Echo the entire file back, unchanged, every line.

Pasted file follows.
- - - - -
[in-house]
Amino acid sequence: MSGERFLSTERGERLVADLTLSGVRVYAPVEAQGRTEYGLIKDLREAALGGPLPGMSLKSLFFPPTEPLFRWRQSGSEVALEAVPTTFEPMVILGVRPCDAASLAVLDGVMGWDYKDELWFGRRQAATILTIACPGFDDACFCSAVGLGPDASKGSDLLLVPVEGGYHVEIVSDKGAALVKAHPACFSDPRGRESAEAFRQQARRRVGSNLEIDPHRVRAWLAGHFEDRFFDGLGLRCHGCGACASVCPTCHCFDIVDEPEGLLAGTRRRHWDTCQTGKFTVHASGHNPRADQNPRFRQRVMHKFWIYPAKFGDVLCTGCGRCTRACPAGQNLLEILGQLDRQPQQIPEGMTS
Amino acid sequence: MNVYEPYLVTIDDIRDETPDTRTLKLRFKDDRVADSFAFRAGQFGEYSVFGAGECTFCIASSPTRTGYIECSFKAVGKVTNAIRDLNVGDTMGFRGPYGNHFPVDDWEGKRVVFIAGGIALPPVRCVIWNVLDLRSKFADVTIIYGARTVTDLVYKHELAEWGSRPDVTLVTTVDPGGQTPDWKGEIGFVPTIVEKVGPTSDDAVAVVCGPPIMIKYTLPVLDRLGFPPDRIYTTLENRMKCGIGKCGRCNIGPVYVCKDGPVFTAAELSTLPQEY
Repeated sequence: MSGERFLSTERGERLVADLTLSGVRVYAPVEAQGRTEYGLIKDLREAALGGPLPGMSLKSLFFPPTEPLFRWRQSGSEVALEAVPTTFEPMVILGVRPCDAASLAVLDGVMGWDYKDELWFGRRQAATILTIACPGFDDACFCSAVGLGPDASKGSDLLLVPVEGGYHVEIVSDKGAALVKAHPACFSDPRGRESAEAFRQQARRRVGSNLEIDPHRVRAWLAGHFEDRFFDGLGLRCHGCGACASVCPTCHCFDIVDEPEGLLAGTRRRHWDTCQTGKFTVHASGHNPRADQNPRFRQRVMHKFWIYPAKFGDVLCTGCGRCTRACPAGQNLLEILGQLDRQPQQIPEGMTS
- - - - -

[in-house]
Amino acid sequence: MSGERFLSTERGERLVADLTLSGVRVYAPVEAQGRTEYGLIKDLREAALGGPLPGMSLKSLFFPPTEPLFRWRQSGSEVALEAVPTTFEPMVILGVRPCDAASLAVLDGVMGWDYKDELWFGRRQAATILTIACPGFDDACFCSAVGLGPDASKGSDLLLVPVEGGYHVEIVSDKGAALVKAHPACFSDPRGRESAEAFRQQARRRVGSNLEIDPHRVRAWLAGHFEDRFFDGLGLRCHGCGACASVCPTCHCFDIVDEPEGLLAGTRRRHWDTCQTGKFTVHASGHNPRADQNPRFRQRVMHKFWIYPAKFGDVLCTGCGRCTRACPAGQNLLEILGQLDRQPQQIPEGMTS
Amino acid sequence: MNVYEPYLVTIDDIRDETPDTRTLKLRFKDDRVADSFAFRAGQFGEYSVFGAGECTFCIASSPTRTGYIECSFKAVGKVTNAIRDLNVGDTMGFRGPYGNHFPVDDWEGKRVVFIAGGIALPPVRCVIWNVLDLRSKFADVTIIYGARTVTDLVYKHELAEWGSRPDVTLVTTVDPGGQTPDWKGEIGFVPTIVEKVGPTSDDAVAVVCGPPIMIKYTLPVLDRLGFPPDRIYTTLENRMKCGIGKCGRCNIGPVYVCKDGPVFTAAELSTLPQEY
Repeated sequence: MSGERFLSTERGERLVADLTLSGVRVYAPVEAQGRTEYGLIKDLREAALGGPLPGMSLKSLFFPPTEPLFRWRQSGSEVALEAVPTTFEPMVILGVRPCDAASLAVLDGVMGWDYKDELWFGRRQAATILTIACPGFDDACFCSAVGLGPDASKGSDLLLVPVEGGYHVEIVSDKGAALVKAHPACFSDPRGRESAEAFRQQARRRVGSNLEIDPHRVRAWLAGHFEDRFFDGLGLRCHGCGACASVCPTCHCFDIVDEPEGLLAGTRRRHWDTCQTGKFTVHASGHNPRADQNPRFRQRVMHKFWIYPAKFGDVLCTGCGRCTRACPAGQNLLEILGQLDRQPQQIPEGMTS